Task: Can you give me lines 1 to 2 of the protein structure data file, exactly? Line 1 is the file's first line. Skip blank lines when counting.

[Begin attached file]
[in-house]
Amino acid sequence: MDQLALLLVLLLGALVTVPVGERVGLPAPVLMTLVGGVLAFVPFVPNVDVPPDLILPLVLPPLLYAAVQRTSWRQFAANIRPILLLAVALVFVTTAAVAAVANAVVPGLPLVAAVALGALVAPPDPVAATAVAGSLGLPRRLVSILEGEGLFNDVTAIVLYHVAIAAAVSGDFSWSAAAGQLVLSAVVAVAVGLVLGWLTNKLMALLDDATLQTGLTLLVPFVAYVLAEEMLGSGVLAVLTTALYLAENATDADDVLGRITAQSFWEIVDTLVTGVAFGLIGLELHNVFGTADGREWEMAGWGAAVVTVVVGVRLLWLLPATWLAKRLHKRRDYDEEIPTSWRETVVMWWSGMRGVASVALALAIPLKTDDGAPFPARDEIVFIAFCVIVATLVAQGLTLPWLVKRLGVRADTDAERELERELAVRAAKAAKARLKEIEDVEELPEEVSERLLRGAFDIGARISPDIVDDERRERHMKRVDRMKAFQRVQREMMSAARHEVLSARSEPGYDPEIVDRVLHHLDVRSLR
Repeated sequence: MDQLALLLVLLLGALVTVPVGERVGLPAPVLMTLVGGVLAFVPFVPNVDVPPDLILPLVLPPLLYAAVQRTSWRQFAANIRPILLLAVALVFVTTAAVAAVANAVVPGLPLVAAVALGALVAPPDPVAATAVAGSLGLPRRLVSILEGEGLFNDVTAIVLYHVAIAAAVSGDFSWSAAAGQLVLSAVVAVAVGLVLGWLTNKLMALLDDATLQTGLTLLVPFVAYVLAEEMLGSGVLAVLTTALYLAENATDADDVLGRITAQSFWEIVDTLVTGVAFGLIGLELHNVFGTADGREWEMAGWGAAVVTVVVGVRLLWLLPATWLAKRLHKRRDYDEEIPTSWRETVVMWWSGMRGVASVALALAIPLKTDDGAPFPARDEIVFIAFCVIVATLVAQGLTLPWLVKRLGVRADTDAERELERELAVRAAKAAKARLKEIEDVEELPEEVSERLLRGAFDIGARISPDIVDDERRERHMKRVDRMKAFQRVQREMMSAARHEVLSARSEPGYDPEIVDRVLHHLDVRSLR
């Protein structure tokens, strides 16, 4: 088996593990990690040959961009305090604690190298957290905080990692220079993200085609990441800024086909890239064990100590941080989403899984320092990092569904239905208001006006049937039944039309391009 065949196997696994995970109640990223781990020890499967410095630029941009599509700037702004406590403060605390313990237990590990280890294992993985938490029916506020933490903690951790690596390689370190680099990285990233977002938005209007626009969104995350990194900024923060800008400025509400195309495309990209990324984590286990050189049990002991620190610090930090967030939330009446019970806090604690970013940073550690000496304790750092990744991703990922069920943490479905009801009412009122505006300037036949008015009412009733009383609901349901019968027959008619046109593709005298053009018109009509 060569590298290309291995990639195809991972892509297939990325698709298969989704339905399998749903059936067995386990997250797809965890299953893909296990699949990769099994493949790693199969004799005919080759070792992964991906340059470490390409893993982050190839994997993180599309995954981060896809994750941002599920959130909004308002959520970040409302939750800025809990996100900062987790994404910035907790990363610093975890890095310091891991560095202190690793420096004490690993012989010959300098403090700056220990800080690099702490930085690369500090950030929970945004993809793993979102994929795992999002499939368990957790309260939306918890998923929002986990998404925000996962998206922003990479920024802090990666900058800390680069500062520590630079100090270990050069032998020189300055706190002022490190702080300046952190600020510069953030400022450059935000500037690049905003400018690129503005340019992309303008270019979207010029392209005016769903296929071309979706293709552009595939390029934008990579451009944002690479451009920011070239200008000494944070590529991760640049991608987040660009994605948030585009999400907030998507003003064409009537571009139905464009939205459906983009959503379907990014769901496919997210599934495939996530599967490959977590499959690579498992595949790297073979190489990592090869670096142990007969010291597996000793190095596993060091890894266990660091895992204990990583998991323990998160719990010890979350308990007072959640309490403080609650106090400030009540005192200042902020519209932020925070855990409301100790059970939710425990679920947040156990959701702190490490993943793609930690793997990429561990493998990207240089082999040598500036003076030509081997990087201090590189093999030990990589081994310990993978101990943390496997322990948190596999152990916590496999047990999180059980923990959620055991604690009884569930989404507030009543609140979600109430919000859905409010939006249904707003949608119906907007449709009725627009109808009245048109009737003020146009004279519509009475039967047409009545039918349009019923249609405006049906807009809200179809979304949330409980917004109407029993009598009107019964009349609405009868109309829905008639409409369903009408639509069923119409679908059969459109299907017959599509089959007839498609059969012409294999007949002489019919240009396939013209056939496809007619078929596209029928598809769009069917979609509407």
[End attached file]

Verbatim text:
[in-house]
Amino acid sequence: MDQLALLLVLLLGALVTVPVGERVGLPAPVLMTLVGGVLAFVPFVPNVDVPPDLILPLVLPPLLYAAVQRTSWRQFAANIRPILLLAVALVFVTTAAVAAVANAVVPGLPLVAAVALGALVAPPDPVAATAVAGSLGLPRRLVSILEGEGLFNDVTAIVLYHVAIAAAVSGDFSWSAAAGQLVLSAVVAVAVGLVLGWLTNKLMALLDDATLQTGLTLLVPFVAYVLAEEMLGSGVLAVLTTALYLAENATDADDVLGRITAQSFWEIVDTLVTGVAFGLIGLELHNVFGTADGREWEMAGWGAAVVTVVVGVRLLWLLPATWLAKRLHKRRDYDEEIPTSWRETVVMWWSGMRGVASVALALAIPLKTDDGAPFPARDEIVFIAFCVIVATLVAQGLTLPWLVKRLGVRADTDAERELERELAVRAAKAAKARLKEIEDVEELPEEVSERLLRGAFDIGARISPDIVDDERRERHMKRVDRMKAFQRVQREMMSAARHEVLSARSEPGYDPEIVDRVLHHLDVRSLR